As one more matter, please note that each and any “Hlpng”-type appointment must be “Definite”-assigned to a tech that’s otherwise included in SD’s roster-optimization for the day, and must be indicated for either a discrete time or a time-frame that is as small or smaller than the applicable tech’s planned/default time-frame size. Otherwise,a “Hlpng”-type appointment will not be included in the optimization request.
Depending on your situation, there are a couple of things you might want to have GraphHopper handle differently, as compared to default.
As the first such item, by default, ServiceDesk configures its request to GraphHopper in a mode that asks, essentially: "Please provide the optimum technician assignments and sequencing wherein each of the available techs share with reasonable equality among such jobs as need to be assigned."
It's possible you'd instead prefer to absolutely minimize how much you're paying techs to drive around, even if it results (for any particular day) in some techs having few jobs and some having many.
If in fact that's your preference, you can say so in the Ctrl-F1 Settings form, as shown here:
Just pick "Absolute" instead of "Balanced." With that as your setting, instead of asking GraphHopper to keep jobs reasonably balanced between available technicians, ServiceDesk will instead essentially say: "Give me the optimization that results in least-possible windshield time, even if some techs are loaded to the max and some end up with few or no jobs."
As the second such item, it's possible you are using a WhchTechToWhchZone file (see here) to indicate which techs you want to have working in which zones. If yes, it's also possible you'd like to have GraphHopper honor those tech-to-zone associations. If yes again, here is the setting for you:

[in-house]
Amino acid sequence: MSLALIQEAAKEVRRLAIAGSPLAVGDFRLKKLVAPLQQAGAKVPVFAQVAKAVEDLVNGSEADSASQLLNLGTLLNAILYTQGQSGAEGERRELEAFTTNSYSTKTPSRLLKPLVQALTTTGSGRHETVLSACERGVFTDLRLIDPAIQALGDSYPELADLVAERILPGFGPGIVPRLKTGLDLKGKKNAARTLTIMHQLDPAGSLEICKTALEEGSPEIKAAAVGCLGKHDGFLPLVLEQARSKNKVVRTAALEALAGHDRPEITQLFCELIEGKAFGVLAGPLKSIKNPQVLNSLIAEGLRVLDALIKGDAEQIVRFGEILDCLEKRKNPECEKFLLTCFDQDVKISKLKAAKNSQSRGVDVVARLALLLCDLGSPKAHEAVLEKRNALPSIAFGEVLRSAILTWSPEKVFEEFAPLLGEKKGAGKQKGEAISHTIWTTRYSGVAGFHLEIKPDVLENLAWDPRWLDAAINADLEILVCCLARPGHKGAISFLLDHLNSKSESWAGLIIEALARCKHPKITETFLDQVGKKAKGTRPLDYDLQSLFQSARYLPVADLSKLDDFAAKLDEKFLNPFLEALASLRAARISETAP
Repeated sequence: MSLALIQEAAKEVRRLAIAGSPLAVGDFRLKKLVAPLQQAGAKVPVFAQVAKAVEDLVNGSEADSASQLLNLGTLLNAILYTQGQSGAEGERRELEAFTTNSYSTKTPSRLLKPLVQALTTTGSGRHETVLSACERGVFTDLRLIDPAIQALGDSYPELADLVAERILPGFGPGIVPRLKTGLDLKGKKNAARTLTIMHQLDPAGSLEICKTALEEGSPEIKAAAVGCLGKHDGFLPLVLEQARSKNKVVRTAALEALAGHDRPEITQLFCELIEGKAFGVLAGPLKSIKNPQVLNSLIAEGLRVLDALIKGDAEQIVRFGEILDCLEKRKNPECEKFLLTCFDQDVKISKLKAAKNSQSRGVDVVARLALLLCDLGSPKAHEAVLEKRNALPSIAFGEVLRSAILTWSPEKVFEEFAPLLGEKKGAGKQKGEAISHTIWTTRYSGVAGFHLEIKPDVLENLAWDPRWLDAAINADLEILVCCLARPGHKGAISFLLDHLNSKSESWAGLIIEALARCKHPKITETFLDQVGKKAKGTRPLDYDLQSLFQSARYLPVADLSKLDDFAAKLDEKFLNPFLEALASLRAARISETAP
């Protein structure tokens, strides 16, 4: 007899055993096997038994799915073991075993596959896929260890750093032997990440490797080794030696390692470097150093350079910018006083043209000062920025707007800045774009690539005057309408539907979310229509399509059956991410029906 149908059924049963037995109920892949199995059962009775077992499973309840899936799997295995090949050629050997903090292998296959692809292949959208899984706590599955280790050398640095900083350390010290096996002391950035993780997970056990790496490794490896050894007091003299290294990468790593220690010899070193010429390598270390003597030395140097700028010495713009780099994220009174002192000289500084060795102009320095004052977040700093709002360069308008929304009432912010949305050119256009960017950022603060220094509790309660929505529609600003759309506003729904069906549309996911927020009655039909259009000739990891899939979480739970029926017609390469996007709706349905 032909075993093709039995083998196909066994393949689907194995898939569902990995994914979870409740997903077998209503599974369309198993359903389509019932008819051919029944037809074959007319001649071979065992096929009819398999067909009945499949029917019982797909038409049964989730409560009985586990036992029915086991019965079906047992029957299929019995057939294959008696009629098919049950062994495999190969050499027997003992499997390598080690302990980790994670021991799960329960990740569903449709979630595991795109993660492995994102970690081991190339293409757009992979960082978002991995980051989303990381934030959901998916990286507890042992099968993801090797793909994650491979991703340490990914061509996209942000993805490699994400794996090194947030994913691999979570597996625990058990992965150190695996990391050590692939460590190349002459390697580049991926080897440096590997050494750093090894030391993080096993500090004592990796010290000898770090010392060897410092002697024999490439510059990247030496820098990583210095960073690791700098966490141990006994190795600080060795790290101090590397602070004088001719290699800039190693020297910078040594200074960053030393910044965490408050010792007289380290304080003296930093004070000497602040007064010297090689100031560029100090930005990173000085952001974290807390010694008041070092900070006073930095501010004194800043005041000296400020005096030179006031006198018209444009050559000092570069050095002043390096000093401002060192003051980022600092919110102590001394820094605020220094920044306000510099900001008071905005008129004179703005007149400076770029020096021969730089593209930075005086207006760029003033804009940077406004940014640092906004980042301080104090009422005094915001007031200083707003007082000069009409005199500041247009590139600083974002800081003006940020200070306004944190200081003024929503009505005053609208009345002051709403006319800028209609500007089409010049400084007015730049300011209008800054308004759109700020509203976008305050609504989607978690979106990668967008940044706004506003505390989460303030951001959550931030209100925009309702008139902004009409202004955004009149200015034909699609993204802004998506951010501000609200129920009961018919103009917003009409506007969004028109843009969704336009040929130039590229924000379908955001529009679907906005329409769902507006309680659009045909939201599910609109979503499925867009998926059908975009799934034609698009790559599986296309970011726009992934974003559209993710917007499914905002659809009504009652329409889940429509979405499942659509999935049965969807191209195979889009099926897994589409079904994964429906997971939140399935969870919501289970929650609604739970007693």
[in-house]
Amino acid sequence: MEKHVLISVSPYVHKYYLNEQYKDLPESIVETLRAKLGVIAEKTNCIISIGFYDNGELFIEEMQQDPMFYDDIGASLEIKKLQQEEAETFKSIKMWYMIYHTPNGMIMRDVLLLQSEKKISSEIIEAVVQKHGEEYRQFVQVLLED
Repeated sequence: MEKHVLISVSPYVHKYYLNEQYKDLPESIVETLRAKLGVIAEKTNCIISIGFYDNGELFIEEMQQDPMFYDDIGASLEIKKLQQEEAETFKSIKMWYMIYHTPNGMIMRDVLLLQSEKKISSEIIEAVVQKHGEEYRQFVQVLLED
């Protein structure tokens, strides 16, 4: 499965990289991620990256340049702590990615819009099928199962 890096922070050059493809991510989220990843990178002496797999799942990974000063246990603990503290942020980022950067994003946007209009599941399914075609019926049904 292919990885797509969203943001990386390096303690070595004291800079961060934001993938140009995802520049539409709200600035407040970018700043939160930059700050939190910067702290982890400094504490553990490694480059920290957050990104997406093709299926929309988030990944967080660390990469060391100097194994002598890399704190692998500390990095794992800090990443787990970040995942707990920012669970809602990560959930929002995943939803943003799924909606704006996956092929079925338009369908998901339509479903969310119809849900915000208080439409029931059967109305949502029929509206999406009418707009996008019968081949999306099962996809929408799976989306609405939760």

Just change from the default of "No" to "Yes" instead, and that's the result you'll get.
In spite of having so much greater power, we are happily able to provide Stage-1 GraphHopper-based routing-sequence optimizations at the same price as Google's: just 1.5 cents per optimization.
For Stage-2 whole-roster optimizations, we've presently re-thought what we believe is ideal for a charge structure.
By way of background, GraphHopper prices its service to us based on a "credits" system. Each request consumes a quantity of credits based on the number of drivers multiplied by the total quantity of locations. Locations consist of each of your appointment sites, plus each techs' beginning and ending locations. So (and as an example), if you have 8 techs and 64 jobs, there would be 80 locations (64 for the jobs plus 16 for each tech's start and end points). By multiplying 80 times the 8 techs, it's evident an optimization request will will require 640 credits.
What we found is if we had a fixed price per credit (initially we'd contemplated making the price $0.001 per credit), the resulting fee would be disproportionately too large for bigger operations. This is because the quantity of needed credits rise exponentially with quantity of techs and jobs. Compared to the above described scenario, for example (where an optimization request with 8 techs and 64 jobs needs 640 credits), a request with 32 techs and 256 jobs needs 10,240 credits. If credits were priced at a fixed amount, the operation with four times as many techs would pay pay 16 times more for its needed optimization. Besides the fact that's too disproportionate, it's also true we get volume discounting from GraphHopper, so it makes sense that the larger operations which bring us into the volume realm should get some benefit from that.
For such reason, we now plan (when we begin charging for this; at present we plan on providing it to you for free through September) to use an algorithmic sliding scale for the per-credit fee. Based on the formula we've worked out, here are some examples of what you might expect to pay for an optimization event with the stated quantity of techs and jobs:
Just as with other incremental fee services that Rossware provides, this one will be tallied for you on a monthly basis, reported via email, and simply added as part of your total monthly fee.
If you were previously looking here, you may know that at an earlier point we'd planned to simply give each user their first 100 requests without fee. Ultimately, we decided that a limited period of unlimited free usage make more sense.